“Iced fingers or sticky buns were always a treat for me growing up, eaten on holidays to Northern Ireland visiting my family. Soft cakey bread topped with sugary icing and a sprinkling of coconut. Cut the buns in half and spread liberally with salted butter to elevate them to salty-sweet perfection.” Deputy food editor Adam Bush.
How to make perfect iced buns
Dried yeast is a collection of single cell organisms that will feed on the sugar and starch in the flour, butter, milk, eggs and sugar, which creates pockets of carbon dioxide gas that cause dough to rise.
2. Ideal temperature
Yeast is quite particular in what it likes – too cold and it won’t thrive, too hot and it dies. It’s happiest between 20C-40C – this is why the milk is heated gently at the beginning, to get the dough’s temperature right. Also, when using fast-action yeast, which has been dehydrated to keep it dormant, mixing it with the warm milk allows it to hydrate before going into the dough so it can hit the ground running.
3. Kneads must
This dough includes butter, eggs and milk (known as an enriched dough) meaning it’s going to have a much stickier texture than normal bread dough. It will be much harder to knead – try not to add too much flour – but by building up the gluten strength through kneading and slapping it, more gas will be trapped within resulting in a taller, lighter bun.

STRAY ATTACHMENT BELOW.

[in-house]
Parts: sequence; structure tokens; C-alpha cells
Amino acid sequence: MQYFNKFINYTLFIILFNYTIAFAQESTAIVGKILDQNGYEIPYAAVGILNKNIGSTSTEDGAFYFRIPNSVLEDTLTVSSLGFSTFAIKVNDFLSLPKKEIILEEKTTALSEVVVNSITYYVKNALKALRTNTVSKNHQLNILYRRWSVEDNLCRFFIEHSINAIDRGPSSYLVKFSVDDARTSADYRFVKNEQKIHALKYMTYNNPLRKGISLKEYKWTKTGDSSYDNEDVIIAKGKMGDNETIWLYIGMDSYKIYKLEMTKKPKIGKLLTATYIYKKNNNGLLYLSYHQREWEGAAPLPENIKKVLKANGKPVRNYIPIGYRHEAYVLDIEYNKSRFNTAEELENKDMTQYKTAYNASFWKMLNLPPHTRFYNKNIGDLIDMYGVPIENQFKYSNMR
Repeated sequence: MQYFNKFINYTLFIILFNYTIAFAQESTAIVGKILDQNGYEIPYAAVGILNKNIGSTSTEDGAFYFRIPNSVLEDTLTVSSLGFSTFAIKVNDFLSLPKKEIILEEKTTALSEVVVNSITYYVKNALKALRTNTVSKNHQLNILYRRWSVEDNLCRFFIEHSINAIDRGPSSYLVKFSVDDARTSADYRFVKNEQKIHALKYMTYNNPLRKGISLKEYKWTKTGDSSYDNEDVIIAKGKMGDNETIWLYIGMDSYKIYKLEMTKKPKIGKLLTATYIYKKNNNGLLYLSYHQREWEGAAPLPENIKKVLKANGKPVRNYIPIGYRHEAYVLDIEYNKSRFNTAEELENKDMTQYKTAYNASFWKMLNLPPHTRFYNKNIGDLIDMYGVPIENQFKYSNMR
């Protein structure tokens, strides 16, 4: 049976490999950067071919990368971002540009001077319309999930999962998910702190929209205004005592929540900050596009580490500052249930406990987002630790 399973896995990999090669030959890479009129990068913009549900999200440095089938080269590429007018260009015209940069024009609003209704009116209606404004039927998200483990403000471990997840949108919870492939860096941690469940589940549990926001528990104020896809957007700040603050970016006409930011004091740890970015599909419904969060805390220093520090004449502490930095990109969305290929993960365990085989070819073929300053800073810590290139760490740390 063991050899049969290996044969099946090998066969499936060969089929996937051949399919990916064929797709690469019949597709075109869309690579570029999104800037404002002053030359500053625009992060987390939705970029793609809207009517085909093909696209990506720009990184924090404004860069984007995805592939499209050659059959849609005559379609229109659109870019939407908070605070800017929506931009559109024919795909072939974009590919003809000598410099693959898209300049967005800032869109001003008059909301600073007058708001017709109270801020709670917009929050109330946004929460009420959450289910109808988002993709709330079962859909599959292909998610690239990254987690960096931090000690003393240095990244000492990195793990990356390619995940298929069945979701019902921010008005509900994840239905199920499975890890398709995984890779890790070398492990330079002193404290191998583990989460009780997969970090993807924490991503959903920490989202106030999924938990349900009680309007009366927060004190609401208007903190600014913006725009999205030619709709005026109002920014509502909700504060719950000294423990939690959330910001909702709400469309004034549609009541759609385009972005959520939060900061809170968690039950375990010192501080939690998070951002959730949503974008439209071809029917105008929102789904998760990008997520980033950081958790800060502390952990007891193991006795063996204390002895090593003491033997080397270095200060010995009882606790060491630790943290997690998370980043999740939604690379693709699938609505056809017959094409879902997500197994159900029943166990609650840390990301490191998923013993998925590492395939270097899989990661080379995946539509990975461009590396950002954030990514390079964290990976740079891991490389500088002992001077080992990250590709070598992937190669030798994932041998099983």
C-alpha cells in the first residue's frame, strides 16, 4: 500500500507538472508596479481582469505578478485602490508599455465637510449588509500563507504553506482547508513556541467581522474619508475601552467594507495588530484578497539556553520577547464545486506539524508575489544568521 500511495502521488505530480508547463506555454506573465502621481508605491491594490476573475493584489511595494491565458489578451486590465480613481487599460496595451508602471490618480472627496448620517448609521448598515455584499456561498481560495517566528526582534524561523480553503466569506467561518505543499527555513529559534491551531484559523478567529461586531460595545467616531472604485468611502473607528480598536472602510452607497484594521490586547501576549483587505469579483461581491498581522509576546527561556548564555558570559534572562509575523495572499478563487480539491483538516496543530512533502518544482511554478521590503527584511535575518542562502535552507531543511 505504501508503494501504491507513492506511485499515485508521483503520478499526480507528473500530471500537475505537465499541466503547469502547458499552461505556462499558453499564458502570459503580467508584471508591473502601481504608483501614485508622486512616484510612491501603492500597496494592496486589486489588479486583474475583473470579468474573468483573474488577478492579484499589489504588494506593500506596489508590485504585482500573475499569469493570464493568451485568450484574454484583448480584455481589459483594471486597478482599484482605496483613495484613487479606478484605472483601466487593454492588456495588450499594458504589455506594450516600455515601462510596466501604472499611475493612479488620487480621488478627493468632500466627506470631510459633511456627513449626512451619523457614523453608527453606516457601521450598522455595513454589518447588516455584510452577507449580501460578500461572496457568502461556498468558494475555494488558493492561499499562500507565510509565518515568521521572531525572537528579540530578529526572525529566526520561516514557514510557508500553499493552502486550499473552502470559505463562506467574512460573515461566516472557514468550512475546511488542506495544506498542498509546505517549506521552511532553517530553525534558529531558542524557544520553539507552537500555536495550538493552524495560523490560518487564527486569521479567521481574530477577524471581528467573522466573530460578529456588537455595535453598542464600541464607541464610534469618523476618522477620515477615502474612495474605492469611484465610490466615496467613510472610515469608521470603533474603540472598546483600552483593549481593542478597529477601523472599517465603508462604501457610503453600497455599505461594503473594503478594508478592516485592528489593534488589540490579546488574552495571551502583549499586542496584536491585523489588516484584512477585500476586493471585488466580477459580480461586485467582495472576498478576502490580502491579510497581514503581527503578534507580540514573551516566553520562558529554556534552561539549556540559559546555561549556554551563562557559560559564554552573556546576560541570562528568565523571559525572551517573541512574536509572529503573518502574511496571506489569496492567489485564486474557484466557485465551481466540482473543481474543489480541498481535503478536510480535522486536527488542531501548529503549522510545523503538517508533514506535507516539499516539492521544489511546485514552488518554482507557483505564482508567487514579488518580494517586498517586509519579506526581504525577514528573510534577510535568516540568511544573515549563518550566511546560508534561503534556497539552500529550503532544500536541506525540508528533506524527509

4. Proof positive
After the initial prove, the reason for shaping and proving again is that dough needs to be shaped into balls so that it can remain separate when baked.
5. Know when to stop
Don’t let the dough more than double in size. It is possible to over-prove, causing the buns to deflate in the oven because the gluten has been stretched beyond its strength and will collapse.
6. Golden time
Brushing the dough with milk before baking will help to achieve a deep golden colour as the sugar in the milk will caramelise as it cooks